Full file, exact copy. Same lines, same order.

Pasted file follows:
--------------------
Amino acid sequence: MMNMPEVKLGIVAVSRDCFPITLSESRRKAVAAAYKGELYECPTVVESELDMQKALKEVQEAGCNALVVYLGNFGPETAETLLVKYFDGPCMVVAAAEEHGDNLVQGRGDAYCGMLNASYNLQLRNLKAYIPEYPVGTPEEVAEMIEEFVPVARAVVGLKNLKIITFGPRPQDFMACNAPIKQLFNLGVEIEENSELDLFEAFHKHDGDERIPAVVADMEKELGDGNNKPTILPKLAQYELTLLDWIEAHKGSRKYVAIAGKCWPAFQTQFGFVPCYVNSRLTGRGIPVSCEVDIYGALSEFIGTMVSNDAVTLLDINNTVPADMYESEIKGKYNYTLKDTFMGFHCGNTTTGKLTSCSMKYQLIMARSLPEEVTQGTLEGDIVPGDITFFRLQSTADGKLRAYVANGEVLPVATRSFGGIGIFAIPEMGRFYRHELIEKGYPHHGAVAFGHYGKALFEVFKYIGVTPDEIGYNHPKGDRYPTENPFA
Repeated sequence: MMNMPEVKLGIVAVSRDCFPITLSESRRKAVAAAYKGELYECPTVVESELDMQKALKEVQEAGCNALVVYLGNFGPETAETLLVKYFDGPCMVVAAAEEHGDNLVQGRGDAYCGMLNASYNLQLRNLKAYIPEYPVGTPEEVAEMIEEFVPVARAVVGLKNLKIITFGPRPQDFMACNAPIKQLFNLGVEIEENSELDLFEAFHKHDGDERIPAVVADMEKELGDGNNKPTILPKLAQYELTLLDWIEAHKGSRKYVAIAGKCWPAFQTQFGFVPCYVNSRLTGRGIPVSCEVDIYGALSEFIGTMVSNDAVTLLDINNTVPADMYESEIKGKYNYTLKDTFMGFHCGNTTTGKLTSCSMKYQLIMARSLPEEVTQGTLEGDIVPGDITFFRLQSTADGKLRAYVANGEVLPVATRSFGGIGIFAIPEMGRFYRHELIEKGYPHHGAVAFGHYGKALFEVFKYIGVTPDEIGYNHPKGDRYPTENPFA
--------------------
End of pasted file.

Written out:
Amino acid sequence: MMNMPEVKLGIVAVSRDCFPITLSESRRKAVAAAYKGELYECPTVVESELDMQKALKEVQEAGCNALVVYLGNFGPETAETLLVKYFDGPCMVVAAAEEHGDNLVQGRGDAYCGMLNASYNLQLRNLKAYIPEYPVGTPEEVAEMIEEFVPVARAVVGLKNLKIITFGPRPQDFMACNAPIKQLFNLGVEIEENSELDLFEAFHKHDGDERIPAVVADMEKELGDGNNKPTILPKLAQYELTLLDWIEAHKGSRKYVAIAGKCWPAFQTQFGFVPCYVNSRLTGRGIPVSCEVDIYGALSEFIGTMVSNDAVTLLDINNTVPADMYESEIKGKYNYTLKDTFMGFHCGNTTTGKLTSCSMKYQLIMARSLPEEVTQGTLEGDIVPGDITFFRLQSTADGKLRAYVANGEVLPVATRSFGGIGIFAIPEMGRFYRHELIEKGYPHHGAVAFGHYGKALFEVFKYIGVTPDEIGYNHPKGDRYPTENPFA
Repeated sequence: MMNMPEVKLGIVAVSRDCFPITLSESRRKAVAAAYKGELYECPTVVESELDMQKALKEVQEAGCNALVVYLGNFGPETAETLLVKYFDGPCMVVAAAEEHGDNLVQGRGDAYCGMLNASYNLQLRNLKAYIPEYPVGTPEEVAEMIEEFVPVARAVVGLKNLKIITFGPRPQDFMACNAPIKQLFNLGVEIEENSELDLFEAFHKHDGDERIPAVVADMEKELGDGNNKPTILPKLAQYELTLLDWIEAHKGSRKYVAIAGKCWPAFQTQFGFVPCYVNSRLTGRGIPVSCEVDIYGALSEFIGTMVSNDAVTLLDINNTVPADMYESEIKGKYNYTLKDTFMGFHCGNTTTGKLTSCSMKYQLIMARSLPEEVTQGTLEGDIVPGDITFFRLQSTADGKLRAYVANGEVLPVATRSFGGIGIFAIPEMGRFYRHELIEKGYPHHGAVAFGHYGKALFEVFKYIGVTPDEIGYNHPKGDRYPTENPFA